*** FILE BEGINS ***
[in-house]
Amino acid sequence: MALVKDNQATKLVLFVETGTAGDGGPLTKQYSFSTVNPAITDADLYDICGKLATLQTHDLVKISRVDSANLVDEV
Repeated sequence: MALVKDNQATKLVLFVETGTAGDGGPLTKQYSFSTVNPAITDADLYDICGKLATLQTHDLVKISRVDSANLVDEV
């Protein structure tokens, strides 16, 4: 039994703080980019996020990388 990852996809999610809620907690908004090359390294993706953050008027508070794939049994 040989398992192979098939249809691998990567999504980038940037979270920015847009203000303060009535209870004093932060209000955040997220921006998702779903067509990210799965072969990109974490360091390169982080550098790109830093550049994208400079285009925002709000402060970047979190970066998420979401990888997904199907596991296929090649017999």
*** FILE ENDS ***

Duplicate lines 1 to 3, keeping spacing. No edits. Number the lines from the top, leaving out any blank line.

[in-house]
Amino acid sequence: MALVKDNQATKLVLFVETGTAGDGGPLTKQYSFSTVNPAITDADLYDICGKLATLQTHDLVKISRVDSANLVDEV
Repeated sequence: MALVKDNQATKLVLFVETGTAGDGGPLTKQYSFSTVNPAITDADLYDICGKLATLQTHDLVKISRVDSANLVDEV